Before starting the narrative, Rogers had to develop a chapter-by-chapter outline so that the structure of the book aligned with the goals of the Girls Survive series, in which Rogers' book would be included.
While running her outline by Cherokee historian and genealogist Twila Barnes for accuracy, Rogers discovered she needed to know more about the removal of the Cherokee Nation, as well as the events preceding it. Barnes suggested Rogers follow the path her ancestors took to Indian Territory.
Rogers followed that advice.
"I grew up in Tulsa, Oklahoma, and I had never been to our homelands," she said. "I felt I couldn't write a story that begins where my ancestors lived for thousands of years without walking on that land."
Rogers and her family packed up their car and drove first from Fort Worth, along one of the northern routes of the Trail of Tears, through Arkansas and Tennessee; next to Cherokee, North Carolina (home of the Eastern Band of the Cherokee Nation); then to New Echota in Georgia (the capital of the Cherokee Nation in that part of the country until removal); and back along one of the Southern routes of the Trail of Tears.
National marker along a bike trail in Arkansas commemorating a route on the Trail of Tears.
Once back home, Rogers began writing the first draft of her manuscript, but she still found the process daunting. She was back working at her full-time job. In addition, she "had to process a lot of historical trauma."
"When you realize you are walking on a route that decimated your people, history is no longer impersonal. I had to write a story that could be read by children, was historically accurate, and honored my ancestors. Everything I wrote before was easy in comparison."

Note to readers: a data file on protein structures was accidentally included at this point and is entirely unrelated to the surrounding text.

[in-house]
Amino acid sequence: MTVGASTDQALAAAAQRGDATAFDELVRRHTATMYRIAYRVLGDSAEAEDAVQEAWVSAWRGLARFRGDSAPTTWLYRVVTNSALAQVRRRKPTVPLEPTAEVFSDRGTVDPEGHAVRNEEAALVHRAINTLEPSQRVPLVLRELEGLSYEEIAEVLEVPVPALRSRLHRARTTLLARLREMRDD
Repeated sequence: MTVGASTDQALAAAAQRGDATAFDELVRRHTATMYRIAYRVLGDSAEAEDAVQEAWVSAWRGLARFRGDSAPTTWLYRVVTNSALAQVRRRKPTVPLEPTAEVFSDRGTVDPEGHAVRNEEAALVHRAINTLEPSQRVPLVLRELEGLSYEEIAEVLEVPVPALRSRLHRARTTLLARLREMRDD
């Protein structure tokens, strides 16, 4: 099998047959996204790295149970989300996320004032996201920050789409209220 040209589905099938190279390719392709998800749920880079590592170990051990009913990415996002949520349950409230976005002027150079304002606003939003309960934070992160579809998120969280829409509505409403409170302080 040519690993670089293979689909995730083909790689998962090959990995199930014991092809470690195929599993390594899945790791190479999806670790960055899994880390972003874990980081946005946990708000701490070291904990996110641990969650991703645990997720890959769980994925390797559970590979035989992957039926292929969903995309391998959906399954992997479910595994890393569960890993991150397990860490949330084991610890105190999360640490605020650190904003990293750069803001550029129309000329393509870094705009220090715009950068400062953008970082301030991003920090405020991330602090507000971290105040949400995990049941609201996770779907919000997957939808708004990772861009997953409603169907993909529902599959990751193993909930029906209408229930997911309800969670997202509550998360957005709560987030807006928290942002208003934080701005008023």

To develop a story of the Trail of Tears to be read by children, Rogers collaborated with an illustrator, a new experience for her. If the publisher sent her illustrations she felt were historically inaccurate, like pictures of characters who did not look like Cherokees, Rogers sent back photos and articles for Matt Forsyth, the illustrator, to use to make corrections — which he did.
"I was very happy to see the outcome. Matt did a fantastic job, which was no small feat since he lives in New Zealand."
Having her book included in Capstone's Girls Survive series has also been a satisfying experience for Rogers.
"I have three daughters and worked at an all-girls' school, so I'm hyper aware of the necessity for books that center on girls, especially girls who are BIPOC," Rogers said, using an abbreviation for "Black, Indigenous and people of color."
Andrea Rogers and her two youngest daughters at a Trail of Tears historic plaque at New Echota, Georgia.
"I also became aware of the misogyny kids can internalize in the books they read. The default point of view for the Girls Survive series is female. The main characters face problems that girls have, historically, faced and survived. Often, these stories have been ignored. The Girls Survive series helps fill a void in children's literature."
Rogers is currently developing a picture book as well as several other projects for adult readers, continuing both to feed her passion for creative writing and to address a significant gap in the literary tradition.
"We need more work by Native writers with Native content," she said.
Leigh Sparks, assistant director of the graduate program
Department of English